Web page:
in

Effects of disturbance regime on carbohydrate reserves in meadow plants

Fieldwork on dry meadow in the Bílé Karpaty Mountains.
Fieldwork on dry meadow in the Bílé Karpaty Mountains.

Carbohydrate storage enables plants to both tolerate seasonally unfavourable conditions and recover from disturbance. Although short-term changes in storage levels due to disturbance are fairly well-known, less is known about long-term changes in storage levels, especially in response to cessation of repeated disturbance such as mowing. In a new study published in AoB PLANTS, Janeček et al. found that plants in unmown meadows are able to store large amounts of carbohydrates. These stores, however, become depleted during winter and/or spring and thus do not differ from levels in mown plots at the peak of the next growing season. They also found that although carbohydrate concentrations initially reflect the carbohydrate mobilization needed for resprouting in response to plant damage and subsequently reflect the refilling of reserves thereby expended, the total carbohydrate amounts are affected by the growth of storage organs. Although concentrations and total amounts of carbohydrates reflect different aspects of plant carbohydrate storage, their concentration might sufficiently describe the short-term effects of disturbance.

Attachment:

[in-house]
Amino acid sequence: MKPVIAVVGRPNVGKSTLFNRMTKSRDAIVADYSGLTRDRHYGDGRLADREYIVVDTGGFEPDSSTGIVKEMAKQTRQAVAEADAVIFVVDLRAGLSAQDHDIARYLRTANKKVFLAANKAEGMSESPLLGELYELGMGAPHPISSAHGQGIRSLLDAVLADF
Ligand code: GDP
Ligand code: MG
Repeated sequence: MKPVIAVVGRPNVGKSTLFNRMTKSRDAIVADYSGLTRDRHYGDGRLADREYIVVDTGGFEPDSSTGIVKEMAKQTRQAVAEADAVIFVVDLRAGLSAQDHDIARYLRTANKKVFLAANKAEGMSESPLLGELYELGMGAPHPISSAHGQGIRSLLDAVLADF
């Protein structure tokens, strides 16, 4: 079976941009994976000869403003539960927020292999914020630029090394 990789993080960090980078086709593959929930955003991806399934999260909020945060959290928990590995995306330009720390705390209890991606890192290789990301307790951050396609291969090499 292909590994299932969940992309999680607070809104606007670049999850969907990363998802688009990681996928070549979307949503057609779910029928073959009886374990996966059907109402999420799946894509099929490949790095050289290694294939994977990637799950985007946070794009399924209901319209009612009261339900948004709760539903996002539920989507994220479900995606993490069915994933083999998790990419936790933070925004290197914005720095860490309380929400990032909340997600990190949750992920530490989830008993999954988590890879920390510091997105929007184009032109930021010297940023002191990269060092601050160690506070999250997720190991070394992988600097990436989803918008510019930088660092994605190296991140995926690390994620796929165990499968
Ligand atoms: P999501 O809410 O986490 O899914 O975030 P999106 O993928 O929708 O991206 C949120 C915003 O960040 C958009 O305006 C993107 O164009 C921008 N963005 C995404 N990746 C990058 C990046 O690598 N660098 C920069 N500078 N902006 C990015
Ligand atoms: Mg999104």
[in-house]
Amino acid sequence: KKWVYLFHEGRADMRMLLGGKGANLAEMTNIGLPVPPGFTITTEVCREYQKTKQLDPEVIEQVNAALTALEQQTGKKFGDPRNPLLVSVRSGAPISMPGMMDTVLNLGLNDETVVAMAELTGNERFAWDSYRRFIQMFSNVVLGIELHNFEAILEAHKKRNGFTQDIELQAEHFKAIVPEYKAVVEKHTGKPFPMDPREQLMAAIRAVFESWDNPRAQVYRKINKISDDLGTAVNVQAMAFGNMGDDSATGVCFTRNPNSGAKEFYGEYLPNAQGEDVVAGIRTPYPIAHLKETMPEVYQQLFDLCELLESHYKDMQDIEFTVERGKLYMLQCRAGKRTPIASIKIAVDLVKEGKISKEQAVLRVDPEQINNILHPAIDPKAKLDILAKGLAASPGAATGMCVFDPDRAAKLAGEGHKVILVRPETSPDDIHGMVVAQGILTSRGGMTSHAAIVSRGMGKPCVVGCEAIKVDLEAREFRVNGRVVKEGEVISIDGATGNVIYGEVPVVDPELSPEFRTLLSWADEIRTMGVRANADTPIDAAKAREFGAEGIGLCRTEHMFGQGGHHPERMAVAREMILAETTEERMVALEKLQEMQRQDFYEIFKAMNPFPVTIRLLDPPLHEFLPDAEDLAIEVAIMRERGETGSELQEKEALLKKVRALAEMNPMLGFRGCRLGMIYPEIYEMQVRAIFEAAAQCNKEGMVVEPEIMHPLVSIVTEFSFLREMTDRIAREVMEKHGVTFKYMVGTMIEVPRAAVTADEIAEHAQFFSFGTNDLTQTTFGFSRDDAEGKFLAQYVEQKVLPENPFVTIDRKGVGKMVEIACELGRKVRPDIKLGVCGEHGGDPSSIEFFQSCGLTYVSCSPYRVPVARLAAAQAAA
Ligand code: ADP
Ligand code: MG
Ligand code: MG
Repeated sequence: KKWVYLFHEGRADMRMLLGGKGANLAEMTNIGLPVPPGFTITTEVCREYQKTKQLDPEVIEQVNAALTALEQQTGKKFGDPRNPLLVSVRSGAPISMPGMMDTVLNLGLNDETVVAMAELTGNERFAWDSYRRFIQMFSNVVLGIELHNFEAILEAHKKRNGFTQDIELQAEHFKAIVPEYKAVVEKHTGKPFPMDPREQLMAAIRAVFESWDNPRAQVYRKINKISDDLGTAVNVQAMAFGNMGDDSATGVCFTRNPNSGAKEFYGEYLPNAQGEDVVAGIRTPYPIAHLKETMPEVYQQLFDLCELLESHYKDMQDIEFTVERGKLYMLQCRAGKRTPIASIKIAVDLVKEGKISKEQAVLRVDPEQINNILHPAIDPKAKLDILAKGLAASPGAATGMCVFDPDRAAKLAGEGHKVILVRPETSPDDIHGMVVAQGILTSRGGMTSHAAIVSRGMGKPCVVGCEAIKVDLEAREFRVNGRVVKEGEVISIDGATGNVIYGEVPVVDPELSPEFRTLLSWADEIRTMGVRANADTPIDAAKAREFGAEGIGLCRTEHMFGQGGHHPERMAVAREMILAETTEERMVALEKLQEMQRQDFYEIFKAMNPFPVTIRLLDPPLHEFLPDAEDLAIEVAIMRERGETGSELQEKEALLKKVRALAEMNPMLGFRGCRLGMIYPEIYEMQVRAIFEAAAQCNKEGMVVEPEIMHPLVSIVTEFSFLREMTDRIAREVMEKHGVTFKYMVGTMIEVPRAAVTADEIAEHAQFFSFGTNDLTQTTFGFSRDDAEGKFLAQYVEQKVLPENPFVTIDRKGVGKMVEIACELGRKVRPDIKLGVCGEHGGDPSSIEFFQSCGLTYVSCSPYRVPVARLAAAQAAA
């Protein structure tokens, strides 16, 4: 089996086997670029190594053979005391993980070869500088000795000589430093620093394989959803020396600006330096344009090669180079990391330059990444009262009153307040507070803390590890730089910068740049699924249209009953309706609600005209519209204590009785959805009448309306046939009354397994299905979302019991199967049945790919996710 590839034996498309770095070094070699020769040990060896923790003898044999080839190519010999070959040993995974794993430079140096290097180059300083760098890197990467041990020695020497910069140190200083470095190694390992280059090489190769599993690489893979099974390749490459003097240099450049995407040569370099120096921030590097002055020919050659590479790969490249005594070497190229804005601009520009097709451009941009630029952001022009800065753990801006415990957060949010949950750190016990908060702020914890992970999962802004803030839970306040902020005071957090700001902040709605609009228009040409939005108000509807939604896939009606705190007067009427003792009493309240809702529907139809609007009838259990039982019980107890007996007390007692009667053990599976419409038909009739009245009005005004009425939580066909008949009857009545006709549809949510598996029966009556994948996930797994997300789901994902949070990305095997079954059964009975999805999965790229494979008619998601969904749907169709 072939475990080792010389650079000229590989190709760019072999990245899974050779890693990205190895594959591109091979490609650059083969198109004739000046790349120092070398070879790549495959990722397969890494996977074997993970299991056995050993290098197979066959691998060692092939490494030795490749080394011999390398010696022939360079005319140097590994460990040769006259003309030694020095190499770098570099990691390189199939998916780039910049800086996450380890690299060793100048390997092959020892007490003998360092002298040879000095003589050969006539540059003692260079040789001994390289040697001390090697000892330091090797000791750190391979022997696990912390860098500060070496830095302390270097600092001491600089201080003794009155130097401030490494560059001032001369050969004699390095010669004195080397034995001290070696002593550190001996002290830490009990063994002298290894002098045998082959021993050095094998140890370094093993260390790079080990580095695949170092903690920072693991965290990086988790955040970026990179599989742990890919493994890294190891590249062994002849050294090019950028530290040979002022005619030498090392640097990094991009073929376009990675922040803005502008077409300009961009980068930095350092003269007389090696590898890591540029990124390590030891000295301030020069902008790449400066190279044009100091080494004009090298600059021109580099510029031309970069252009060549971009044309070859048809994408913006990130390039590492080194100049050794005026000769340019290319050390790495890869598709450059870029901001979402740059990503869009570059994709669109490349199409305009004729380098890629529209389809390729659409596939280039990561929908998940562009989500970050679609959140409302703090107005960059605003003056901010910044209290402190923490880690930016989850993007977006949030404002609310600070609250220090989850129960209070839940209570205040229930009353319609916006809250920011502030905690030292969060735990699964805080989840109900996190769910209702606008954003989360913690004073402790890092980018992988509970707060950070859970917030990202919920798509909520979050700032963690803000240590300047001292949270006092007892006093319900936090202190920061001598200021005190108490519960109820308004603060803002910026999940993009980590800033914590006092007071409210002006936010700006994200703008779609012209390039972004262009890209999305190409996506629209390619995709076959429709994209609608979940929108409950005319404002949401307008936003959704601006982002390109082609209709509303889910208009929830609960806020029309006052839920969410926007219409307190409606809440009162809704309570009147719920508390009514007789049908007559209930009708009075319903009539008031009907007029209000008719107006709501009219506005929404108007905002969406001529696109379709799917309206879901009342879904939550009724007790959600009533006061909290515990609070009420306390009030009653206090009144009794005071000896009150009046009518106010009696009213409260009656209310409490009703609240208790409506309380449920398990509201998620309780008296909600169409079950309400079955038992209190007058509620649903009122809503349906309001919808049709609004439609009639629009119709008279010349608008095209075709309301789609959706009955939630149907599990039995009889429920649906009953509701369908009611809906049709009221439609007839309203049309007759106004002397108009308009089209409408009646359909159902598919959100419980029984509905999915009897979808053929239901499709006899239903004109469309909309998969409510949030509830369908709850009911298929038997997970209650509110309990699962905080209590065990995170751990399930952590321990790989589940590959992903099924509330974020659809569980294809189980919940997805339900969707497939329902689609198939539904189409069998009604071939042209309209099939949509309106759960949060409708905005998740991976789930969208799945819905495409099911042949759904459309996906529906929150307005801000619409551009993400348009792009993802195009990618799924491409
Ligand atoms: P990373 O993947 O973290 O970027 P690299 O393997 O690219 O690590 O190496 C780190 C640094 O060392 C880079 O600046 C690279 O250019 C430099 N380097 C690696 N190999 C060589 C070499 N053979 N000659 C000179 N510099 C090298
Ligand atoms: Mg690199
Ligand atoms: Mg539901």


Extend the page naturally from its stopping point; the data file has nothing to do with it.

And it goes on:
Written by AoBPLANTS

AoB PLANTS is an open-access, online journal that publishes peer-reviewed articles on all aspects of environmental and evolutionary biology. Published by Oxford University Press, AoB PLANTS provides a fast-track pathway for publishing high-quality research, where papers are available online to anyone, anywhere free of charge. Reasons to publish in AoB PLANTS include double-blind peer review of manuscripts, rapid processing time and low open-access charges.

  • An interesting ecophysiology report. Pity that the Blog fails to adhere to some reasonable scientific terminology and units. What are these “levels” that are so frequently mentioned? If concentration in dry matter or per unit leaf area or if amount per organ or plant please say so, Otherwise the report becomes meaningless. This is not being pedantic, science depends on precision otherwise it is nothing. See D.W. Lawlor, “LEVEL LANGUAGE”, Trends in plant science, 1(7), 1996, pp. 213-213. Available on Research Gate

  • Eucalyptus camaldulensis

    Water stress acclimation in xeric but not riparian Eucalyptus

    Eonycteris spelaea, a common nectar bat and important pollinator in Thailand.

    Differential pollen placement increases pollination efficiency